DAY SIX: MAY 29, 2013:
NOTE: You can follow members of the UMKC Medical Brigade and the group’s activities in Honduras through a daily diary: UMKC Global Medical Brigade: At Work in Honduras. Check back each day during the next week for an update from a member of the UMKC Medical Brigade.
Today was the last full day for us in Honduras, so Global Brigades took us out to an island to relax on a beach. After a multi-hour bus ride, we arrived at a coastal town to get on boats. Two boats took our group on another half hour ride to one of the many islands near the coast. We had this entire island to ourselves and I didn’t see anyone else the entire time we were there.While there, we played beach soccer and got to relax in the ocean. We spent a lot of time conversing with the Honduran Global Brigades staff and the volunteers from Nottingham. It was a melting pot of three different cultures and a learning experience for everyone there. I traveled down there knowing next to no Spanish, but within one week I was able to pick up enough of the language to ask basic questions and communicate a little with people who spoke no English. I learned a lot about Britain and how their medical system works from the Nottingham students. Likewise, they bombarded us with questions about how the UMKC six-year program works, how traditional undergraduate and medical schools work, how the American medical system works, and what extracurricular activities we all participate in. The British students had to leave shortly after we got back from the beach. They were going to be in Honduras for another week working with the Public Health wing of Global Brigades. It was sad to see them go after working so closely with them throughout the week, but they had much more good work to do down there. That night we went to the ocean side of San Lorenzo to watch the sun set over the sea. Unfortunately, it was too cloudy to see it so we went to hang out in the town square. There was a big courtyard right in the middle of San Lorenzo with fountains and statues where people went to relax at the end of the day. Kids were kicking a ball around while others were walking around with friends. The square even had a stage at the end for performances. It was a unique opportunity for us to see the local way of life. COMING HOME: The next day we woke up early to have a quick breakfast before we loaded up our bags and headed back to Tegucigalpa for our flights. It was bittersweet to leave because of how much I enjoyed my time down there. It was hard to say goodbye to our guides from Global Brigades. They were extremely helpful all week and made sure we had fun at every occasion. I hope to have a chance to head back down to Honduras next year. We provided care that these communities rarely receive and it was great to see the impact we made. DAY FIVE: MAY 28, 2013:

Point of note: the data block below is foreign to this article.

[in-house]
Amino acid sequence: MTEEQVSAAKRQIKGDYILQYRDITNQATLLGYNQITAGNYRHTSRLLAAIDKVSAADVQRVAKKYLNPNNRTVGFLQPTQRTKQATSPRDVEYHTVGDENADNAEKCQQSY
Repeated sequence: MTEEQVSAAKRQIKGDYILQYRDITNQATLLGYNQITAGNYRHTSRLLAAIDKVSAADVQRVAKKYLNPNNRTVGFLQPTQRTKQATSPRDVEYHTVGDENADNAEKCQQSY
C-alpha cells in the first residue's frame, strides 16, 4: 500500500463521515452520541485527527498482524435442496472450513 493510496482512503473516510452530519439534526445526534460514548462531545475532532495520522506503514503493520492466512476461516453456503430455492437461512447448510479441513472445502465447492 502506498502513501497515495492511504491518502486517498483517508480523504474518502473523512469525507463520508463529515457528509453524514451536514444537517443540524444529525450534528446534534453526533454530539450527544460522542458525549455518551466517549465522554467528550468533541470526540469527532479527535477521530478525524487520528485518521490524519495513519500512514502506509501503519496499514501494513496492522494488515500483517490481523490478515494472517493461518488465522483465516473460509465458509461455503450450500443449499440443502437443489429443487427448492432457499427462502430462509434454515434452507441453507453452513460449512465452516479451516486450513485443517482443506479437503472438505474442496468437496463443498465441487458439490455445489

Nicholas Gier – We were at the second school again today, with a different nearby community coming to see us. This was our fourth and final day of clinic in Honduras and the last day to experience working in the different stations in the clinic. Volunteers were eager to try out a little bit of each position, but most of us quickly went back to wherever we were needed or whatever we were best at to keep the patient flow consistently moving. The complaints patients had today were similar to the previous days. We saw a lot of people with headaches and stomach pain. Many complained of pain all over, which was usually referred to as “bone pain.” There were a few patients that required quicker medical attention. Some diabetics had blood sugars running over 300, where 100 is the normal blood sugar level. One even had their blood sugars over 600 and was taken to a local hospital by the Global Brigades staff. We also saw a child with a burn that went through the full thickness of their skin that required debridement. The burn victim showed me how much these communities don’t expect medical care, as the child’s mother didn’t mention the burn until we were almost done seeing the family in triage. This was an injury that would cause someone to immediately go to an emergency department in the USA. The people of this community in Honduras take these wounds and live with them because it is easier to live with the burn than to figure out how to travel to a hospital and pay for the care. At the end of the day some of the volunteers and leaders from the local communities gathered with us. They thanked us and we thanked their volunteers for helping us make this all possible. We had seen 1,184 patients in our four days of work. We were all glad that we saw over 1,000 patients because we could feel it. Much like the day before, most of us quickly fell asleep on the ride back to the compound. DAY FOUR, MAY 27, 2013